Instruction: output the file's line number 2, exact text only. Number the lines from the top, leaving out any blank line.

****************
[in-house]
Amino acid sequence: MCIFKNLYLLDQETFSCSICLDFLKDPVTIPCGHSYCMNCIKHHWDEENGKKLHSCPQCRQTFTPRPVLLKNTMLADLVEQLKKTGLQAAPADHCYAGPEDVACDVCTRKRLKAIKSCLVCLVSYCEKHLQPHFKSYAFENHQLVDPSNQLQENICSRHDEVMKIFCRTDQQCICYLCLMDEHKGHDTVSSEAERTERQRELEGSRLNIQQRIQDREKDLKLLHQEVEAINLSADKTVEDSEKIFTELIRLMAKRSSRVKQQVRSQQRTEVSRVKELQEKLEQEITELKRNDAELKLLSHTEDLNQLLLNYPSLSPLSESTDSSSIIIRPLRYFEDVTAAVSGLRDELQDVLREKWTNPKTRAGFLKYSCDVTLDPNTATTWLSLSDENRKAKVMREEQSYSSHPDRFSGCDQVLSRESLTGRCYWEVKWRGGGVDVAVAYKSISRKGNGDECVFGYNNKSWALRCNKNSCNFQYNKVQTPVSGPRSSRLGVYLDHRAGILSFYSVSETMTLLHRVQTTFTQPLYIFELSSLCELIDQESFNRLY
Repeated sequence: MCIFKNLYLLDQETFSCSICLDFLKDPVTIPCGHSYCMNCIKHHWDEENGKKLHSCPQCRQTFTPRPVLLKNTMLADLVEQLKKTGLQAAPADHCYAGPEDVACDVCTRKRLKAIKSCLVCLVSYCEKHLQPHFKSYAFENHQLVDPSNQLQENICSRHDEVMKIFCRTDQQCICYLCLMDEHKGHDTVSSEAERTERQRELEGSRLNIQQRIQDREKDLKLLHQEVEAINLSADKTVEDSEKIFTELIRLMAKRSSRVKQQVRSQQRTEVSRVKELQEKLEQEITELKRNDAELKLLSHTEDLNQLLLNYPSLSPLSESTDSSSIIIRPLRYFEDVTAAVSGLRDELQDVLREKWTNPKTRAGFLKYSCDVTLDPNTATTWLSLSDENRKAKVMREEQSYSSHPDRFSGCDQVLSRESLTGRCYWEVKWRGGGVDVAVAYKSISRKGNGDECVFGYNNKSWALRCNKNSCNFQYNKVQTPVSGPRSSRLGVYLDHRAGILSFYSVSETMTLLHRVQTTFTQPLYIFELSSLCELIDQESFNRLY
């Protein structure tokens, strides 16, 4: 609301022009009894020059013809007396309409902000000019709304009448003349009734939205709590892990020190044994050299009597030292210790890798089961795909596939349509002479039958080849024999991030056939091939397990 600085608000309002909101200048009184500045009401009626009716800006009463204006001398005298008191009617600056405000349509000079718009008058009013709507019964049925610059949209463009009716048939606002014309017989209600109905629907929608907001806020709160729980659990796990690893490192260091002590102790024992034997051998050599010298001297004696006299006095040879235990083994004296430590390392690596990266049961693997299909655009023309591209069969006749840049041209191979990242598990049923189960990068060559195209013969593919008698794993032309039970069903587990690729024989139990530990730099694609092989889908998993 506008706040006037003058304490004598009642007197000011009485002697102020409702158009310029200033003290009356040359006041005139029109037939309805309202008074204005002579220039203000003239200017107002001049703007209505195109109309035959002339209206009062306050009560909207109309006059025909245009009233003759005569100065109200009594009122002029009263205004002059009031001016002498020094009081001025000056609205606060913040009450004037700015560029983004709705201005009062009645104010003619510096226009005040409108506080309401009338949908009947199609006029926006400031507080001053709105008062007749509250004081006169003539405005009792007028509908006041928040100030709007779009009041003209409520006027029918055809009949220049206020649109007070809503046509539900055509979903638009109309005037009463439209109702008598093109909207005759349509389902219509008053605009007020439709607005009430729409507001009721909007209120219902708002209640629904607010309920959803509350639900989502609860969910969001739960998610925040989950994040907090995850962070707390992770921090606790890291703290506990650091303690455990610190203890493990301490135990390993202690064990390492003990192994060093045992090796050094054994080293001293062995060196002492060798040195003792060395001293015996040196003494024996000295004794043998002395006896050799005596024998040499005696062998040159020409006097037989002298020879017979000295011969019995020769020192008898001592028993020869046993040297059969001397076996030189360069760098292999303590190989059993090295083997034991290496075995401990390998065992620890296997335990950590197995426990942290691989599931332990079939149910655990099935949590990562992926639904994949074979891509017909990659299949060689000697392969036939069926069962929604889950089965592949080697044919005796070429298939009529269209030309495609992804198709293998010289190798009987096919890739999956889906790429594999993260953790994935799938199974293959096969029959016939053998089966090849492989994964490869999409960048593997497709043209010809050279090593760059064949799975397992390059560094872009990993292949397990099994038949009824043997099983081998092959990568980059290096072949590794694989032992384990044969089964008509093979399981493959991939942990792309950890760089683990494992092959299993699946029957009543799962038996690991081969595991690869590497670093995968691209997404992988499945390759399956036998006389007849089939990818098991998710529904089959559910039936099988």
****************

Amino acid sequence: MCIFKNLYLLDQETFSCSICLDFLKDPVTIPCGHSYCMNCIKHHWDEENGKKLHSCPQCRQTFTPRPVLLKNTMLADLVEQLKKTGLQAAPADHCYAGPEDVACDVCTRKRLKAIKSCLVCLVSYCEKHLQPHFKSYAFENHQLVDPSNQLQENICSRHDEVMKIFCRTDQQCICYLCLMDEHKGHDTVSSEAERTERQRELEGSRLNIQQRIQDREKDLKLLHQEVEAINLSADKTVEDSEKIFTELIRLMAKRSSRVKQQVRSQQRTEVSRVKELQEKLEQEITELKRNDAELKLLSHTEDLNQLLLNYPSLSPLSESTDSSSIIIRPLRYFEDVTAAVSGLRDELQDVLREKWTNPKTRAGFLKYSCDVTLDPNTATTWLSLSDENRKAKVMREEQSYSSHPDRFSGCDQVLSRESLTGRCYWEVKWRGGGVDVAVAYKSISRKGNGDECVFGYNNKSWALRCNKNSCNFQYNKVQTPVSGPRSSRLGVYLDHRAGILSFYSVSETMTLLHRVQTTFTQPLYIFELSSLCELIDQESFNRLY